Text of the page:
Obama announced that leaders of both parties in the U.S. House and Senate had approved an agreement to raise the nation’s debt ceiling by $2.1 trillion and cut the federal deficit by as much as $2.5 trillion over a decade……………………………………….Full Article: Source

Posted on 03 August 2011 by VRS |  Email |Print

The world’s biggest gold producer, Barrick Gold, will be an aggressive developer and explorer for copper but it copper division will never get close to matching the company’s gold business.
The regional president of Barrick (Australia Pacific) Ltd, Gary Halvorsen, told the Diggers & Dealers Forum in Kalgoorlie that, based on total cash costs, the company achieved a margin of $US1,011/ounce on gold production for the half year to June……………………………………….Full Article: Source

Posted on 03 August 2011 by VRS |  Email |Print

A year ago, it was China’s announcement of its second half export quotas that sparked a frenzy in the world of rare earth elements. The world woke up to a perception of acute shortages in ingredients vital to our western quality of life, and the prices of individual rare earths rose dramatically.
Export prices (FOB) for the so-called light rare earths (LREE) samarium and cerium showed gains of over 2,500% in 2010. The share prices of companies looking for rare earths in the ground followed suit, and made a number of early adopters significantly wealthier……………………………………….Full Article: Source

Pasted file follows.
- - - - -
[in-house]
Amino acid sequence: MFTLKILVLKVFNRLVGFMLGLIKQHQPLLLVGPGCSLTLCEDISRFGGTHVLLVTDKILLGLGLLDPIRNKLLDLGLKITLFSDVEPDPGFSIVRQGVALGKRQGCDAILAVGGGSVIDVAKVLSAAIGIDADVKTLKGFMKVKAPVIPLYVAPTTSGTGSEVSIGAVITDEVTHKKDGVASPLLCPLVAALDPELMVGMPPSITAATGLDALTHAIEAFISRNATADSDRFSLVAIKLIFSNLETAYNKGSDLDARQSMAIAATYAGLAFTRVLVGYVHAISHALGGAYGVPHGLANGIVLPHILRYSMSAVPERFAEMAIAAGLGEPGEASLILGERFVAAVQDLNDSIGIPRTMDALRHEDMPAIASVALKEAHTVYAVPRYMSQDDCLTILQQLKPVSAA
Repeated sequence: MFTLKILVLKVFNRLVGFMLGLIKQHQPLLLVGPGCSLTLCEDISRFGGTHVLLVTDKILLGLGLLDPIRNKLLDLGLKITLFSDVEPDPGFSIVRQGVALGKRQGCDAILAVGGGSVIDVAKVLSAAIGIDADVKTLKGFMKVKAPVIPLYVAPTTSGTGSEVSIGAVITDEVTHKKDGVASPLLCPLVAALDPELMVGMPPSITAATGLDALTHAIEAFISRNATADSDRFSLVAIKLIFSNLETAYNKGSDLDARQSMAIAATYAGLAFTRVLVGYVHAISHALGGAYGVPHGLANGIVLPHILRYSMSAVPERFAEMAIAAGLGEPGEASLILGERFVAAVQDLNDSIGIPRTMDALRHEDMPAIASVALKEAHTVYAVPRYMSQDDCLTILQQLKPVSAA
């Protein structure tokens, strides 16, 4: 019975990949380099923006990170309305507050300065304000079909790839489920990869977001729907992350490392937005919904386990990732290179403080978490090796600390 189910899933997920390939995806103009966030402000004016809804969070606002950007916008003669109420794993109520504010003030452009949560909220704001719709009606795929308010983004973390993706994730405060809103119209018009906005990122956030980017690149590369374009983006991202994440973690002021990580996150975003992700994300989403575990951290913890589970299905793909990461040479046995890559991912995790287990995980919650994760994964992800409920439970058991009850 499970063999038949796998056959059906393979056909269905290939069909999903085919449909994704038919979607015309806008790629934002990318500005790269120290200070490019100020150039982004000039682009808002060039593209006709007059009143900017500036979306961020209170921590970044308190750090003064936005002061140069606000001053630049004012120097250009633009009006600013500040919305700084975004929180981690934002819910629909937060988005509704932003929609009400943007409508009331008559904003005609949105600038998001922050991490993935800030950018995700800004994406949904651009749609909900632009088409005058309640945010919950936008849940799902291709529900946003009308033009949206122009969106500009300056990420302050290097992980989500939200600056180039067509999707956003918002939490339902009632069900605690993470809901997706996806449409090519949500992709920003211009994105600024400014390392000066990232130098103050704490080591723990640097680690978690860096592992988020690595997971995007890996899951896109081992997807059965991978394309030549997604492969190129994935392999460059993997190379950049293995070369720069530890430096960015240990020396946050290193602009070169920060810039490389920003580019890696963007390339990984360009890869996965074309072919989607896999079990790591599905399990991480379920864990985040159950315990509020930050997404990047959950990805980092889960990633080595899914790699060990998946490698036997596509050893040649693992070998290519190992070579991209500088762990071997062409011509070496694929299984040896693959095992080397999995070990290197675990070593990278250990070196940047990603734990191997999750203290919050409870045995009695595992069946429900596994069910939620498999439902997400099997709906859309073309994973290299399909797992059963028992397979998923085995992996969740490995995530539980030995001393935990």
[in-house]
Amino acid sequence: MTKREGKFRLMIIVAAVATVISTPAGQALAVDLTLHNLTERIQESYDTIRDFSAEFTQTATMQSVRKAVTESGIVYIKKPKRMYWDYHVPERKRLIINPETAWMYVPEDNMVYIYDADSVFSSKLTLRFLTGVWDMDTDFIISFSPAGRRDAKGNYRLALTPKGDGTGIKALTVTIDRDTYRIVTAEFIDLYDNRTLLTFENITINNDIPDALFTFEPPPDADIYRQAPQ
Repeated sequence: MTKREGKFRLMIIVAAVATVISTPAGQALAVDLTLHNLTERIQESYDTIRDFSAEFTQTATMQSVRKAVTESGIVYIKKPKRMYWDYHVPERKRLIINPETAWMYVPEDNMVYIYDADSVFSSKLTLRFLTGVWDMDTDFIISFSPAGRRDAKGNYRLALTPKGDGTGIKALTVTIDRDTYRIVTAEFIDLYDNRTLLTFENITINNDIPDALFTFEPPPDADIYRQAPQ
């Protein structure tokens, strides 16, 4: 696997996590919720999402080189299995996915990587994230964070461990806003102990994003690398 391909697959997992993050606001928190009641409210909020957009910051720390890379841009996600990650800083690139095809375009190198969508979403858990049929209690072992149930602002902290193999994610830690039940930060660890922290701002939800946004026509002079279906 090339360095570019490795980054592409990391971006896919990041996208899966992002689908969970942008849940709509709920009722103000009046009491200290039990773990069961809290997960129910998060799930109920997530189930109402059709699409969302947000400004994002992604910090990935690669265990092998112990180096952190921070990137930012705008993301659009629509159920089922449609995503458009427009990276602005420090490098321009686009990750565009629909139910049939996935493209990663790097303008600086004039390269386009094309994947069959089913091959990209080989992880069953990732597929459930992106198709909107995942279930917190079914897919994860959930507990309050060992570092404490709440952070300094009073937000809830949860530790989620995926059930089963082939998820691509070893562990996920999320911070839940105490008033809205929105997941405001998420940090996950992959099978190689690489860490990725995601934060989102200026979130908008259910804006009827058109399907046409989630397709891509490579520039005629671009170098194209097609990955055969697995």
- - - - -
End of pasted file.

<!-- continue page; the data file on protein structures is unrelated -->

Posted on 03 August 2011 by VRS |  Email |Print

Global rare earth monopoly China may further tighten regulations on rare earth exports, reported Wall Street Journal.
Industry participants said several measures are being discussed, including a proposal to bring more byproducts under quota restrictions and another to have separate quotas for light and heavy rare earths, according to WSJ……………………………………….Full Article: Source

Posted on 03 August 2011 by VRS |  Email |Print

Imports of uranium slowed during the first half of this year, amid industry uncertainty caused by Japan’s Fukushima nuclear crisis. China imported 5,356 tons of uranium in the first six months of 2011, a 13 percent year-on-year drop, according to figures released by the General Administration of Customs.
In the corresponding period last year, China imported 6,065 tons of the nuclear fuel, 2.5 times the amount for the previous year……………………………………….Full Article: Source

Posted on 03 August 2011 by VRS |  Email |Print

Crude oil prices settled in negative territory Tuesday as worries about a weakening economic recovery in the U.S. and troubles in Europe took precedence over the passage of a debt ceiling deal that would help the country avert a default.
West Texas Intermediate light sweet crude oil for September delivery shed $1.10 to settle at $93.79 a barrel, while Brent crude oil futures for September delivery fell 25 cents to $116.56……………………………………….Full Article: Source

Posted on 03 August 2011 by VRS |  Email |Print

Saudi Arabia will sell crude to Indian refiners in August after Iran said it may no longer provide them with oil, people familiar with the situation said last week. Iran has said it resolved the payment dispute.
Organisation of Petroleum Exporting Countries (Opec) July crude output rose to the highest level in almost three years. Rabigh Refining and Petrochemicals said a cracking unit started after maintenance and that the company’s facilities will reach full capacity by August 15……………………………………….Full Article: Source